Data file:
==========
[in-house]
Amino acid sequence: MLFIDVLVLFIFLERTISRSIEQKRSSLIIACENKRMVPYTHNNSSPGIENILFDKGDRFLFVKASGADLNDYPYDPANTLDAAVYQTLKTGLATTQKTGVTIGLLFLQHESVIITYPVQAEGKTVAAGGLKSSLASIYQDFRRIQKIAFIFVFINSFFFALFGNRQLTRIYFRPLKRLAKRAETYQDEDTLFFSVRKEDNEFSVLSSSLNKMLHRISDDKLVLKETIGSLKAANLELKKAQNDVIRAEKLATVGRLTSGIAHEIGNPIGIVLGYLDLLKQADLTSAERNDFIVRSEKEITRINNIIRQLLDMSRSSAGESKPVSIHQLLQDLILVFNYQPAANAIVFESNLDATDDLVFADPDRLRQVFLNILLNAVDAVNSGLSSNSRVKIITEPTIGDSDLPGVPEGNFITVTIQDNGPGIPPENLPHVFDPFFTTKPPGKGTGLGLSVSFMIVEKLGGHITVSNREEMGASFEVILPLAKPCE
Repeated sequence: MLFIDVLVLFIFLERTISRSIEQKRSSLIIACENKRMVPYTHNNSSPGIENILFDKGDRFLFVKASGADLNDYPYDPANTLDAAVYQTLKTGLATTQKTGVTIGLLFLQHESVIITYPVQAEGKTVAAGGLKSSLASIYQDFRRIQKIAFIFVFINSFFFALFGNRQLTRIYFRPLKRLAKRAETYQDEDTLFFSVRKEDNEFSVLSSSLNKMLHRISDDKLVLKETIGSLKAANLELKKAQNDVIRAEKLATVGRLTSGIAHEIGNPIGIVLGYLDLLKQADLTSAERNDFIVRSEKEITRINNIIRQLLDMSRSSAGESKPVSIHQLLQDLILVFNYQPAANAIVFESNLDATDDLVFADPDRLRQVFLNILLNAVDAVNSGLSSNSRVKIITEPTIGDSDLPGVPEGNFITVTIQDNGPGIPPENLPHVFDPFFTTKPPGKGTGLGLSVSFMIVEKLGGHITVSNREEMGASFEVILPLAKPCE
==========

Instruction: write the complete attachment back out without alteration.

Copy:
[in-house]
Amino acid sequence: MLFIDVLVLFIFLERTISRSIEQKRSSLIIACENKRMVPYTHNNSSPGIENILFDKGDRFLFVKASGADLNDYPYDPANTLDAAVYQTLKTGLATTQKTGVTIGLLFLQHESVIITYPVQAEGKTVAAGGLKSSLASIYQDFRRIQKIAFIFVFINSFFFALFGNRQLTRIYFRPLKRLAKRAETYQDEDTLFFSVRKEDNEFSVLSSSLNKMLHRISDDKLVLKETIGSLKAANLELKKAQNDVIRAEKLATVGRLTSGIAHEIGNPIGIVLGYLDLLKQADLTSAERNDFIVRSEKEITRINNIIRQLLDMSRSSAGESKPVSIHQLLQDLILVFNYQPAANAIVFESNLDATDDLVFADPDRLRQVFLNILLNAVDAVNSGLSSNSRVKIITEPTIGDSDLPGVPEGNFITVTIQDNGPGIPPENLPHVFDPFFTTKPPGKGTGLGLSVSFMIVEKLGGHITVSNREEMGASFEVILPLAKPCE
Repeated sequence: MLFIDVLVLFIFLERTISRSIEQKRSSLIIACENKRMVPYTHNNSSPGIENILFDKGDRFLFVKASGADLNDYPYDPANTLDAAVYQTLKTGLATTQKTGVTIGLLFLQHESVIITYPVQAEGKTVAAGGLKSSLASIYQDFRRIQKIAFIFVFINSFFFALFGNRQLTRIYFRPLKRLAKRAETYQDEDTLFFSVRKEDNEFSVLSSSLNKMLHRISDDKLVLKETIGSLKAANLELKKAQNDVIRAEKLATVGRLTSGIAHEIGNPIGIVLGYLDLLKQADLTSAERNDFIVRSEKEITRINNIIRQLLDMSRSSAGESKPVSIHQLLQDLILVFNYQPAANAIVFESNLDATDDLVFADPDRLRQVFLNILLNAVDAVNSGLSSNSRVKIITEPTIGDSDLPGVPEGNFITVTIQDNGPGIPPENLPHVFDPFFTTKPPGKGTGLGLSVSFMIVEKLGGHITVSNREEMGASFEVILPLAKPCE